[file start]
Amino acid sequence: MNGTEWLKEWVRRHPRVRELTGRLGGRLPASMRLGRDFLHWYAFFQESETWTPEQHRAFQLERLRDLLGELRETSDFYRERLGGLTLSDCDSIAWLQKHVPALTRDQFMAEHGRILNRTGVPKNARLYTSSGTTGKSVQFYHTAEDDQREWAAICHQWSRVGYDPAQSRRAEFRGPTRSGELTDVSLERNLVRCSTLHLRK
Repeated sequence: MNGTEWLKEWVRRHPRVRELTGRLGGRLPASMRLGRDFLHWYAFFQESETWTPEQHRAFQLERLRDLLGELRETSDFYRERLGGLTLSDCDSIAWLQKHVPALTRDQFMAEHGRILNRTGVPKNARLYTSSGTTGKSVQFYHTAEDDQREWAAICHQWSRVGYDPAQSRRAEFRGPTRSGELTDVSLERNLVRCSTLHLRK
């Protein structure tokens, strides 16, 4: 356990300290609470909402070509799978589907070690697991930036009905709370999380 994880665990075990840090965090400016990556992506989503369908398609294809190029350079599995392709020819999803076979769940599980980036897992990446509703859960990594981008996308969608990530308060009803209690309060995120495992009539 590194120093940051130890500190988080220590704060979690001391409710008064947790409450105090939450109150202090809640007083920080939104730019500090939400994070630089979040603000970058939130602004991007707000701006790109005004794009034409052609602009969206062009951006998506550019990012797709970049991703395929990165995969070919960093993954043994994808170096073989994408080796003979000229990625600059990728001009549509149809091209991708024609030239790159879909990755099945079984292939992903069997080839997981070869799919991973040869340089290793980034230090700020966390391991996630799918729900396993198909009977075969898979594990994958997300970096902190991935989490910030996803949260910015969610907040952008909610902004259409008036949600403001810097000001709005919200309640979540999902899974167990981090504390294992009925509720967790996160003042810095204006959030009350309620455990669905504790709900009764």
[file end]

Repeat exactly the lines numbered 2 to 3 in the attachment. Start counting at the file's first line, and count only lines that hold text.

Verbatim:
Repeated sequence: MNGTEWLKEWVRRHPRVRELTGRLGGRLPASMRLGRDFLHWYAFFQESETWTPEQHRAFQLERLRDLLGELRETSDFYRERLGGLTLSDCDSIAWLQKHVPALTRDQFMAEHGRILNRTGVPKNARLYTSSGTTGKSVQFYHTAEDDQREWAAICHQWSRVGYDPAQSRRAEFRGPTRSGELTDVSLERNLVRCSTLHLRK
């Protein structure tokens, strides 16, 4: 356990300290609470909402070509799978589907070690697991930036009905709370999380 994880665990075990840090965090400016990556992506989503369908398609294809190029350079599995392709020819999803076979769940599980980036897992990446509703859960990594981008996308969608990530308060009803209690309060995120495992009539 590194120093940051130890500190988080220590704060979690001391409710008064947790409450105090939450109150202090809640007083920080939104730019500090939400994070630089979040603000970058939130602004991007707000701006790109005004794009034409052609602009969206062009951006998506550019990012797709970049991703395929990165995969070919960093993954043994994808170096073989994408080796003979000229990625600059990728001009549509149809091209991708024609030239790159879909990755099945079984292939992903069997080839997981070869799919991973040869340089290793980034230090700020966390391991996630799918729900396993198909009977075969898979594990994958997300970096902190991935989490910030996803949260910015969610907040952008909610902004259409008036949600403001810097000001709005919200309640979540999902899974167990981090504390294992009925509720967790996160003042810095204006959030009350309620455990669905504790709900009764």